(b. San Salvador, 21 Oct. 1882; d. Jamastrán, Honduras, 17 May 1966)
Salvadorean; President of the Republic 1931–44 El Salvador's most colourful and eccentric President came to power in a coup in December 1931. An officer of humble origins, he had been vice-presidential candidate in the 1930 election of President Araujo and subsequently became Minister of War in the government he replaced.
Martínez is remembered as the President who ordered the massacre of an estimated 30,000 peasants in the wake of the abortive peasant uprising of January 1932. But he is also remembered for his bizarre lifestyle and obsessions. He espoused the causes of temperance, vegetarianism, and theosophy, believing in the transmigration of human souls and reincarnation.
His dictatorial government also saw the establishment of El Salvador's first official party, ‘Pro-Patria’ (for the homeland), a personal instrument of the President. All other organizations were banned, while Martínez centralized decision-making and replaced civilian with military officers at local and national levels of government. Martínez was attracted by the Axis powers during the 1930s and Salvadorean officers went to train in Germany and Italy. Unable to sustain the economy through trade with these two powers, Martínez was forced for economic reasons to shift allegiances back to the Allies by 1940.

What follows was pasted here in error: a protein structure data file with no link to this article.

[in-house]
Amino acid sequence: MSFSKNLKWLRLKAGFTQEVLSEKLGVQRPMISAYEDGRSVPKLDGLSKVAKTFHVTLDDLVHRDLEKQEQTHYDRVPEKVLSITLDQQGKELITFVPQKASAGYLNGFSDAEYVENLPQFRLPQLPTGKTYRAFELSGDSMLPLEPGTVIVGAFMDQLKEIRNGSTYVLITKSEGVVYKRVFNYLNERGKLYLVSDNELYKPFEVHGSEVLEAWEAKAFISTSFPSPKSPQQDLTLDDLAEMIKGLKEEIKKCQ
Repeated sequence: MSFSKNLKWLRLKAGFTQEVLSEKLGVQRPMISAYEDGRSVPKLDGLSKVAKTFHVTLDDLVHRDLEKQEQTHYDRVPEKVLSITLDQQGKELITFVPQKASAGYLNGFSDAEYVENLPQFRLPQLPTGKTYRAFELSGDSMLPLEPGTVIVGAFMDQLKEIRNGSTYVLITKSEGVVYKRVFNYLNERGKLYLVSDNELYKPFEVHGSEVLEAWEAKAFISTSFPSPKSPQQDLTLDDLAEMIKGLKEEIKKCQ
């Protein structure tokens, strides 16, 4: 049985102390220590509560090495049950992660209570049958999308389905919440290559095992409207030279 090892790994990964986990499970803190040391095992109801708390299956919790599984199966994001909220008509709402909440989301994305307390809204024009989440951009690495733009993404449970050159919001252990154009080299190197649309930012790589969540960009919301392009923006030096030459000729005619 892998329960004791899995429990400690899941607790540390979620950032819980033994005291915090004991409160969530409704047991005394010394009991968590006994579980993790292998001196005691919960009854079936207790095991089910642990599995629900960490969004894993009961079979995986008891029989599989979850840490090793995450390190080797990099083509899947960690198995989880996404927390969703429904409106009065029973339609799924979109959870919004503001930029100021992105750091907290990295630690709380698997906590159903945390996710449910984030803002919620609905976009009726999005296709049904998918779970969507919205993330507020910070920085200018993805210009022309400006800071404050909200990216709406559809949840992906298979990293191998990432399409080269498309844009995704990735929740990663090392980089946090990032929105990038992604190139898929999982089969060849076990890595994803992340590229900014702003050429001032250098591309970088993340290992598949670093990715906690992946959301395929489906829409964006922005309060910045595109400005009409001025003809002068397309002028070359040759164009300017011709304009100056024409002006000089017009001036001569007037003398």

Martínez experienced at least three plots to overthrow him in the 1930s. Disaffection within the army continued to grow as a clique of the President's friends concentrated more and more power and privileges in their hands. Members of the landed oligarchy also grew restive at his economic policies of state interventionism and protectionism. When he tried to alter the constitution and secure a fourth term as President in 1944, a coup was staged. Although he survived the coup and executed all those involved, massive popular protests took place amongst students, workers, and peasants. On 8 May, Martínez announced his resignation, reportedly on the advice of the US President. He fled to Honduras, where he became a landowner; he was later hacked to death by one of his workers.
Martínez was the last of the caudillo political leaders of El Salvador, able to stamp their personal whims on public office. He lost power when civilians united against him; henceforth the military made sure of their social and political base of support, most notably from the country's oligarchic landowning class.